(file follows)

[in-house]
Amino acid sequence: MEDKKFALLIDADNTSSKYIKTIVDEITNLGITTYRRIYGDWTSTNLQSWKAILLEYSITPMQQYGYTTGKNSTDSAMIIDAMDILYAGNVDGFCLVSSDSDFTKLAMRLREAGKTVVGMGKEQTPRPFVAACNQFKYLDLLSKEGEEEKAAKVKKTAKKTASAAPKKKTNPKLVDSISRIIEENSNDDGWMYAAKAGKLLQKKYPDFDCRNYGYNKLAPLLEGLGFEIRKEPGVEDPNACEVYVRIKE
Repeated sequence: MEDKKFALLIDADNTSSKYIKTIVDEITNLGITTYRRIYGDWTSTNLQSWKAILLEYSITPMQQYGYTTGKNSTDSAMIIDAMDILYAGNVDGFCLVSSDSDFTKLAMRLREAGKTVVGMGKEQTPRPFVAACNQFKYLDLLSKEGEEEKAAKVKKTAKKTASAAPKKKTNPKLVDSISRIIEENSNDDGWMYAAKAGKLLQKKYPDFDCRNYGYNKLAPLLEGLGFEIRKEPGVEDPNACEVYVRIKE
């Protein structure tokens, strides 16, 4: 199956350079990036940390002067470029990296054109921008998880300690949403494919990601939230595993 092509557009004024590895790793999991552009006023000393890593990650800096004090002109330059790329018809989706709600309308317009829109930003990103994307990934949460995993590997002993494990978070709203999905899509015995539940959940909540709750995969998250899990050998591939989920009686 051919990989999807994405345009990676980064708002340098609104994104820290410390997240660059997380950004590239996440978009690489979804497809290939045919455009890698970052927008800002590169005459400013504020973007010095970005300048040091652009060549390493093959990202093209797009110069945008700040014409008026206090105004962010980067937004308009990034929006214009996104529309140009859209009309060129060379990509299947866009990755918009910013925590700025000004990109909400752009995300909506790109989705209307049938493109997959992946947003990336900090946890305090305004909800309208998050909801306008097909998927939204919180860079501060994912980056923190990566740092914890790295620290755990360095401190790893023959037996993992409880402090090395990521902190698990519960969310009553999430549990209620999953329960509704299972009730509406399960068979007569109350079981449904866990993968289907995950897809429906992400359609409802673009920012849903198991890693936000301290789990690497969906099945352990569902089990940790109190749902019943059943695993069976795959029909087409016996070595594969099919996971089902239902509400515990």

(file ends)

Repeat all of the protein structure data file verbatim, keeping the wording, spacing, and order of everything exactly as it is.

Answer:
[in-house]
Amino acid sequence: MEDKKFALLIDADNTSSKYIKTIVDEITNLGITTYRRIYGDWTSTNLQSWKAILLEYSITPMQQYGYTTGKNSTDSAMIIDAMDILYAGNVDGFCLVSSDSDFTKLAMRLREAGKTVVGMGKEQTPRPFVAACNQFKYLDLLSKEGEEEKAAKVKKTAKKTASAAPKKKTNPKLVDSISRIIEENSNDDGWMYAAKAGKLLQKKYPDFDCRNYGYNKLAPLLEGLGFEIRKEPGVEDPNACEVYVRIKE
Repeated sequence: MEDKKFALLIDADNTSSKYIKTIVDEITNLGITTYRRIYGDWTSTNLQSWKAILLEYSITPMQQYGYTTGKNSTDSAMIIDAMDILYAGNVDGFCLVSSDSDFTKLAMRLREAGKTVVGMGKEQTPRPFVAACNQFKYLDLLSKEGEEEKAAKVKKTAKKTASAAPKKKTNPKLVDSISRIIEENSNDDGWMYAAKAGKLLQKKYPDFDCRNYGYNKLAPLLEGLGFEIRKEPGVEDPNACEVYVRIKE
């Protein structure tokens, strides 16, 4: 199956350079990036940390002067470029990296054109921008998880300690949403494919990601939230595993 092509557009004024590895790793999991552009006023000393890593990650800096004090002109330059790329018809989706709600309308317009829109930003990103994307990934949460995993590997002993494990978070709203999905899509015995539940959940909540709750995969998250899990050998591939989920009686 051919990989999807994405345009990676980064708002340098609104994104820290410390997240660059997380950004590239996440978009690489979804497809290939045919455009890698970052927008800002590169005459400013504020973007010095970005300048040091652009060549390493093959990202093209797009110069945008700040014409008026206090105004962010980067937004308009990034929006214009996104529309140009859209009309060129060379990509299947866009990755918009910013925590700025000004990109909400752009995300909506790109989705209307049938493109997959992946947003990336900090946890305090305004909800309208998050909801306008097909998927939204919180860079501060994912980056923190990566740092914890790295620290755990360095401190790893023959037996993992409880402090090395990521902190698990519960969310009553999430549990209620999953329960509704299972009730509406399960068979007569109350079981449904866990993968289907995950897809429906992400359609409802673009920012849903198991890693936000301290789990690497969906099945352990569902089990940790109190749902019943059943695993069976795959029909087409016996070595594969099919996971089902239902509400515990």